John D. Barth began to work when but eight years of age, hauling mason stones from the mountains with a three-horse team. He was a hard-working young man, and when only fourteen years old went out butchering among his neighbors, a trade which he has followed in season to the present time. He was known as an excellent sausage maker, and his services were much in demand, he being engaged on a number of occasions as far as a year in advance. He is a natural mechanic, and readily turns his hand to any work that he undertakes. He is a skilled horseman, and has trained many valuable animals, owning some of the fastest ever raised in this community. In 1873 Mr. Barth became the superintendent of the famous Barth homestead vineyard along the mountains of Mount Penn, caring for the thirty-five acres , seven of which were vineyard, and on this tract he remained until 1898, since which time he has done considerable work on the place on different occasions. Mr. Barth is a stanch Democrat, and takes a great deal of interest in the success of his party. He was constable of Lower Alsace township, and at the third election of the borough became a councilman. He and his family are members of the Lutheran church.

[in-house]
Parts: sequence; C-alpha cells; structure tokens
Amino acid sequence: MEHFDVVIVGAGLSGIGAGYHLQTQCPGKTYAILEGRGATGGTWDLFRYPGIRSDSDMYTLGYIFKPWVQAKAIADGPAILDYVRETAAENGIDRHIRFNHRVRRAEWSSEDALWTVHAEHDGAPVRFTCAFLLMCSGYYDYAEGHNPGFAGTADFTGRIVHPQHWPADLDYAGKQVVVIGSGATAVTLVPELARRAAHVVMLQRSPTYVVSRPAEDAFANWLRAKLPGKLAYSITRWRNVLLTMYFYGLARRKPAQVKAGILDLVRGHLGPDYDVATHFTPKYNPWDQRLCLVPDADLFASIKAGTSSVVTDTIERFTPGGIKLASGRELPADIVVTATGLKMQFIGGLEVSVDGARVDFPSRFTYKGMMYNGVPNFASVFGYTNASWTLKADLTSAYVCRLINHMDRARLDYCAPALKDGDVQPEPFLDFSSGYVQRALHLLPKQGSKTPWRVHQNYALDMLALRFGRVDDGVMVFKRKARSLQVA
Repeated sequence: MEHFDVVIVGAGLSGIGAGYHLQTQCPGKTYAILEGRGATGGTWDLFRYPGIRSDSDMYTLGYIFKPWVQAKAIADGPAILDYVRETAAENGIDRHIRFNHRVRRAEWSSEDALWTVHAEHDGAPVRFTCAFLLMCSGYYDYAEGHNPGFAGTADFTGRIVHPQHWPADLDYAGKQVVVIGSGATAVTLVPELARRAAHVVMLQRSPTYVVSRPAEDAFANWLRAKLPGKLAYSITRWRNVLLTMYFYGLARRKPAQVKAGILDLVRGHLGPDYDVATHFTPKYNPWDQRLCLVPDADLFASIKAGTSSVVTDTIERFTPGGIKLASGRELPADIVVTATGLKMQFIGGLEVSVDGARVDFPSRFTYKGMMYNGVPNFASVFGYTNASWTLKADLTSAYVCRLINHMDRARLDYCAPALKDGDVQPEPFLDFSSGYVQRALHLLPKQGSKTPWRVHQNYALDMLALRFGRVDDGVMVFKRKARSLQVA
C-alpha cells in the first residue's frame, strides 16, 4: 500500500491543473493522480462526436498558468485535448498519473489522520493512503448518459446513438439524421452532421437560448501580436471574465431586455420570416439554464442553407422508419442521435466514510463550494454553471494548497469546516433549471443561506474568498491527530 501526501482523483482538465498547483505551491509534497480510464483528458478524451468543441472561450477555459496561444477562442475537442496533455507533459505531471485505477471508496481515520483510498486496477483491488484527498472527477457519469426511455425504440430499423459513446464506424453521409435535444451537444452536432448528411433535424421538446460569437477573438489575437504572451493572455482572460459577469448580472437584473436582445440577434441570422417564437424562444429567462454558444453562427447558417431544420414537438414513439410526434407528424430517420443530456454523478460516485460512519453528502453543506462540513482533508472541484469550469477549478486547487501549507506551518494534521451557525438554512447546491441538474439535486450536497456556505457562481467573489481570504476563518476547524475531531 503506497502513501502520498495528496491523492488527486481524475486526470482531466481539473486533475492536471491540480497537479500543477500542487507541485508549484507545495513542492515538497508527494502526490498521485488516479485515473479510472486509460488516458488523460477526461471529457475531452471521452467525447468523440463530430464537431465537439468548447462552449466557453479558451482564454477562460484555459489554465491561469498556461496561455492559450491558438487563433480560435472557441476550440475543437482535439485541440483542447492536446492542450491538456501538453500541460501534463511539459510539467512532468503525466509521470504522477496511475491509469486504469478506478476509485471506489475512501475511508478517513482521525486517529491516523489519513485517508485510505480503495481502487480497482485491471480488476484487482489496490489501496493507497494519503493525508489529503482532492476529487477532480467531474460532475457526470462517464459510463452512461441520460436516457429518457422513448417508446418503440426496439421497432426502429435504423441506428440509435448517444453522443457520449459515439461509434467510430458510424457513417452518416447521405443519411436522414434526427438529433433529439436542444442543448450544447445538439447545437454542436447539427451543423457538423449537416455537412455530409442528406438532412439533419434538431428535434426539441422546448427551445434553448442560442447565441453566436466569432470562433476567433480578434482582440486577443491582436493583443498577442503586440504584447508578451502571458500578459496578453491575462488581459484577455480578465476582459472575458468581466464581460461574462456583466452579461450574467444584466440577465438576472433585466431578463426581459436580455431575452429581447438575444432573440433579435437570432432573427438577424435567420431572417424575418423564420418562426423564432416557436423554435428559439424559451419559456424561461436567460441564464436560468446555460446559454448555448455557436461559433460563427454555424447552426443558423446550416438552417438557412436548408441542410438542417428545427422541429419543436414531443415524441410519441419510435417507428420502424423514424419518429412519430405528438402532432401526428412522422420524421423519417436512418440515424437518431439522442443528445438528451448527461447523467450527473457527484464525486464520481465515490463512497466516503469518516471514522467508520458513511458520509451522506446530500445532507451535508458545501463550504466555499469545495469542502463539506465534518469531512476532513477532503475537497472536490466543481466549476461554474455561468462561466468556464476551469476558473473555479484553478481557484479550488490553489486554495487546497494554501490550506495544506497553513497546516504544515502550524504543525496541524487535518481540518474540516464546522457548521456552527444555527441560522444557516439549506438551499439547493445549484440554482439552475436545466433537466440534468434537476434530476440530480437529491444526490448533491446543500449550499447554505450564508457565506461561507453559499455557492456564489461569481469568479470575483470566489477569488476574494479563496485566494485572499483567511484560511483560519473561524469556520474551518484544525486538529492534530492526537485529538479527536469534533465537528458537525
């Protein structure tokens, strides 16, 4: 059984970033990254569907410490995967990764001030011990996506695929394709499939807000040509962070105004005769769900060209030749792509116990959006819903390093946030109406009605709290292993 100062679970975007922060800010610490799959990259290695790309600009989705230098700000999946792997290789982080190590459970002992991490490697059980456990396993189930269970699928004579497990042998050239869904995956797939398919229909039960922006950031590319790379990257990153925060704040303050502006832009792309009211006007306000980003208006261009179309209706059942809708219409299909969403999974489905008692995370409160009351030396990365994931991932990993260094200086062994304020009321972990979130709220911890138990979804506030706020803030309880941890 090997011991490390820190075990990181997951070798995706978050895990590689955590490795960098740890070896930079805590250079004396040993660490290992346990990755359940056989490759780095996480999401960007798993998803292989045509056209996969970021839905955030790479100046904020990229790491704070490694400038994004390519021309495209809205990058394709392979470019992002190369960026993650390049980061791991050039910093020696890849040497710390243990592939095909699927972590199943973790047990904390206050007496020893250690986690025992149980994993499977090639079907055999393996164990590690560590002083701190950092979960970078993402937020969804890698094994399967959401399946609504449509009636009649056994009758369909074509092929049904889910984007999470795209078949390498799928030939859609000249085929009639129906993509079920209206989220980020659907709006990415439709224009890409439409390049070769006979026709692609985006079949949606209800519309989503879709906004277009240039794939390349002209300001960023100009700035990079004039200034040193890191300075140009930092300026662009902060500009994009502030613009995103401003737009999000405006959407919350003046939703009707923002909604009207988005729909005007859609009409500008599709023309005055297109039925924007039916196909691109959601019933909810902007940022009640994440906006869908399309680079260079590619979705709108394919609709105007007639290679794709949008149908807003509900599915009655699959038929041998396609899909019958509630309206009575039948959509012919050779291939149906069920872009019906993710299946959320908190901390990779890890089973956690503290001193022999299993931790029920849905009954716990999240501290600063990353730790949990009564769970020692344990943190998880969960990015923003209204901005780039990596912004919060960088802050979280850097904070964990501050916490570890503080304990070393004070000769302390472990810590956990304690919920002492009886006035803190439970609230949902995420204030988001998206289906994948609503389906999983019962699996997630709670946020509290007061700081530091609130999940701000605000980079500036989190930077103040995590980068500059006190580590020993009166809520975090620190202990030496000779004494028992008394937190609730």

In the year 1880 Mr. Barth was married to Martha Reider, born July 20, 1857, daughter of Hiram and Lequetta (Fulton) Reider, and granddaughter of Daniel Reider, of Exeter township. To Mr. and Mrs. Barth were born three children: (1) Harry W., born March 4, 1881, was a school teacher, and is now a clerk for the Philadelphia & Reading Railroad at Pine Grove, Pa.; he married Annie Ely. (2) Lizzie J., born March 13, 1883, died Jan. 30, 1885, and is buried at cemetery. (3) Elsie J., born Jan. 17, 1885, died Jan. 6, 1887.


p. 809


Rev. Joshua S. Bartholomew, of Virginville, Berks County, PA., was born March 22, 1863, at Bath, Northampton county, Pa., son of Joshua and Sarah Ann (Bleiler) Bartholomew.

Lewis Bartholomew, grandfather of the Rev. Joshua S., was born in 1790 and died in 1875. He was a life-long farmer in Northampton county.